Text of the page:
What I have learned from this support experience? Well, it was really different from supporting the BDM 102 race. I saw how the strongest of runners become so weak and could barely run or walk. The effectiveness of the support crew is crucial, the quick thinking pacers after the Km 102 and most especially the ones assigned during the nighttime. Keeping the ultramarathoner awake and running is a challenge, ensuring that he won't lose much time from walking or resting to get to the finishline before the cut off.

I experienced knocking on houses just to use their bathroom. Going through every convenience stores to get ice and supplies. Looked for an Eatery that is open at 2am to buy food that Kuya Carl requested. Keeping myself awake and alert even if I feel so sleepy and tired, I still managed to do pacer duties in the morning, and after reaching the finish line it was all worth it!

The Shrine has become a sought after place to get to that time, and ofcourse before the 30 hour cut off time.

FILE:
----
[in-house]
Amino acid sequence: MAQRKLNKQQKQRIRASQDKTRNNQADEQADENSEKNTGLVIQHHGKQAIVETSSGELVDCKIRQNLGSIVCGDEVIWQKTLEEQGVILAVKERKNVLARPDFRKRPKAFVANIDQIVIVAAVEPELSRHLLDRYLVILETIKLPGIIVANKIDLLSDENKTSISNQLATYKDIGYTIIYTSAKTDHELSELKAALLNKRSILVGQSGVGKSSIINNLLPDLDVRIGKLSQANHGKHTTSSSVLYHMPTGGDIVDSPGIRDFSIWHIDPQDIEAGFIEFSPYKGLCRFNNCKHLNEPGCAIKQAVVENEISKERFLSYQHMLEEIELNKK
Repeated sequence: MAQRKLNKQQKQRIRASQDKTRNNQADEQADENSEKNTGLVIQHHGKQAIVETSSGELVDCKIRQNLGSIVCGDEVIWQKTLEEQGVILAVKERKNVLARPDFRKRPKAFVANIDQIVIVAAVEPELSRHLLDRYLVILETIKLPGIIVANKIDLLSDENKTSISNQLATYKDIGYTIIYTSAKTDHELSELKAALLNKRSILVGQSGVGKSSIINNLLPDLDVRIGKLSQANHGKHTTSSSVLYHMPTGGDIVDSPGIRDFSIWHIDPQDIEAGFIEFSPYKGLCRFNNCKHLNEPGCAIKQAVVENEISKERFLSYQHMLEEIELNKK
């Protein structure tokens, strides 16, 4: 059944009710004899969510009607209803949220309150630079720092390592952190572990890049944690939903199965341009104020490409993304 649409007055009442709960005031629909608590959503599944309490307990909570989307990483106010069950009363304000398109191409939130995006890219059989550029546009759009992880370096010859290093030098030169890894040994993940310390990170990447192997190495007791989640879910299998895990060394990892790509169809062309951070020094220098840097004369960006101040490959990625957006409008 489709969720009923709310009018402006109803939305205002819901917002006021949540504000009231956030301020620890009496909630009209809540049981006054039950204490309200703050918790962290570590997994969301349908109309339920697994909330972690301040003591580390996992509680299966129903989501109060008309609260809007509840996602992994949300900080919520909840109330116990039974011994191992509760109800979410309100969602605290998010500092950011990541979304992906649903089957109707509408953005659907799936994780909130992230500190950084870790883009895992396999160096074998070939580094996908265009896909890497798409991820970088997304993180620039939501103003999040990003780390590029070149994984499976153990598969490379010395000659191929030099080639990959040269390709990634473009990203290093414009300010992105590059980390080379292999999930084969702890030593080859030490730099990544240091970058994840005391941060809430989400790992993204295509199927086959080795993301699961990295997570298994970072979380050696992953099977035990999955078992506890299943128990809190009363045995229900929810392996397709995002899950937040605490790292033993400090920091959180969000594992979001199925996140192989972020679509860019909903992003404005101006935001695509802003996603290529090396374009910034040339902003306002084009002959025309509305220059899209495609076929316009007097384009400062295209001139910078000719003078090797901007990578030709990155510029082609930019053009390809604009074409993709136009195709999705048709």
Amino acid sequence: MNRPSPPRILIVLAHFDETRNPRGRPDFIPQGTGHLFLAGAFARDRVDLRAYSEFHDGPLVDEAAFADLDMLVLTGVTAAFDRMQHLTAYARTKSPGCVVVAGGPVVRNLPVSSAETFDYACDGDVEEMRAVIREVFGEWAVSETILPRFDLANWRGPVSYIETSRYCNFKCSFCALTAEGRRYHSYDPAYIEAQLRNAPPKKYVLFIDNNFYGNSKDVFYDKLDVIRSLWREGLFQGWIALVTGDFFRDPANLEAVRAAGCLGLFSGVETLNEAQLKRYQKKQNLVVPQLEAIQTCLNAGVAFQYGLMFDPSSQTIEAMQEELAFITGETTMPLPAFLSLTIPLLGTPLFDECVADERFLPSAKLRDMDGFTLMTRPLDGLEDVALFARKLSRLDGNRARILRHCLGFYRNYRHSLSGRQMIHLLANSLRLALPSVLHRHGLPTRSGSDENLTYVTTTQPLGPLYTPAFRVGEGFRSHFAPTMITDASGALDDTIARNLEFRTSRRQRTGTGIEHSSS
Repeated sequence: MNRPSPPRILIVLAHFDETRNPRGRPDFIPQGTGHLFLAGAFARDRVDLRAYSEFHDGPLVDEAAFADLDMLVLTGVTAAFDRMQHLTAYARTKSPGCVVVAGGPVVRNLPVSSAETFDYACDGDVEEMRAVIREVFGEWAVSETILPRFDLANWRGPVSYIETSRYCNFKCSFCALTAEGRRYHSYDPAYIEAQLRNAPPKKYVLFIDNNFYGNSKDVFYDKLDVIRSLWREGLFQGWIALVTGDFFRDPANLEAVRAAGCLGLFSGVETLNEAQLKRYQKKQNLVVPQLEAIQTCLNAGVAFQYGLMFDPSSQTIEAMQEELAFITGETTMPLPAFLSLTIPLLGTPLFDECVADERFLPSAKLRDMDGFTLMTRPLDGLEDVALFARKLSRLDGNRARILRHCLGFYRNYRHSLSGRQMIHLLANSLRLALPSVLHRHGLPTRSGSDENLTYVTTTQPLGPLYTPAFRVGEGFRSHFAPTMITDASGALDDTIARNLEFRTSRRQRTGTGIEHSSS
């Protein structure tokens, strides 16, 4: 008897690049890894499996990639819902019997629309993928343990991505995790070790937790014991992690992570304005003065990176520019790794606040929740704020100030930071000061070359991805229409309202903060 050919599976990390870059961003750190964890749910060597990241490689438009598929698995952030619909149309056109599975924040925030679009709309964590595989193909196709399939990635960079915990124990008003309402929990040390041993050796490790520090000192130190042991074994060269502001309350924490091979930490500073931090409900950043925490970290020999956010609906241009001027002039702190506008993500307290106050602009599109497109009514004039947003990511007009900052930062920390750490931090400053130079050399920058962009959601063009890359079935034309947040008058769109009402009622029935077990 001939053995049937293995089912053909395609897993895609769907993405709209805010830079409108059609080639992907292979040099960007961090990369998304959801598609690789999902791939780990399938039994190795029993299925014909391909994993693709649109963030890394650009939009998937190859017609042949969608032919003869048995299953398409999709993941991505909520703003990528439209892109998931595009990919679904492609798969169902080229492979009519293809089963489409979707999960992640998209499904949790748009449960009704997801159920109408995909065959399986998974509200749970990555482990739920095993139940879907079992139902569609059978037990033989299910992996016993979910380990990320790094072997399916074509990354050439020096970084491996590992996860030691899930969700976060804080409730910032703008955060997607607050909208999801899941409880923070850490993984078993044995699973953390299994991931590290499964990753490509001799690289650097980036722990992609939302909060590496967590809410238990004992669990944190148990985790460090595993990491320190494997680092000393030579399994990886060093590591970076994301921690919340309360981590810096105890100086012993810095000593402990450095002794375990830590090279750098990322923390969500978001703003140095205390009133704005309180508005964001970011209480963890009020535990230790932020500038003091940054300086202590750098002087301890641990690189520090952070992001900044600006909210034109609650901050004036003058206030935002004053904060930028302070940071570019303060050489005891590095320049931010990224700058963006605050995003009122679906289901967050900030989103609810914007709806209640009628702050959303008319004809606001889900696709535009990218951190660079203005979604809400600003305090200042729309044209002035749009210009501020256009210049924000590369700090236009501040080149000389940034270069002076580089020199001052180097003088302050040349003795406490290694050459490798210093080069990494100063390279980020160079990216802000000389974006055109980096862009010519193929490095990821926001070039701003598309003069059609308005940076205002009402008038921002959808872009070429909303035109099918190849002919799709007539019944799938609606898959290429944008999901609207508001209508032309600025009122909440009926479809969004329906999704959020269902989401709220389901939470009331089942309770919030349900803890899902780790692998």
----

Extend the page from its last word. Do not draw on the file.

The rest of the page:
The medal, buckle and the trophy were all well deserved by Kuya Carl. Though in this battle where 60 warriors fought, only 43 made it on time. Alex made it as the last qualifier and though Kuya Brai didn't make it before the cut off, he is still a finisher!

Will I brave this 160 Kilometer race? I guess not but I'll surely be glad to be a support crew and pacer again for the next batch of BDM 160 warriors come next year and this time, we'll be prepared!

(Photo credits to Tong Pascua Photography)

Good Vibes everyone and Sweet Running! ^_^


ronz said...


i have here a survey that aims at understanding your basic preferences before, during and after the race. The results will help us come up with innovations to make our running experience more enjoyable and engaging.

here’s the link:

please do share the link! (sorry for this off-topic comment but i will truly appreciate your help) Thank you in advance!

RunningAtom said...

Nice account Amanda! Truly being a BDM support crew is crucial and at the same time, very fulfilling... You will witness every aspect going on and off from the runner, from being strong to becoming weak and regaining the strength and courage, etc.

Like you though, I will be much happier also to just becoming a support crew than joining the BDM distance, hehehe :)

RunningAtom said...

BTW, congratulations to Kuya Carl, he indeed is friendly and a joyful person. Nakakahanga 84-km before needing a support? Grabe!

Congratulations also to you, his support team! :)

Michelle Manait said...

Thanks Kuya Peds! ^_^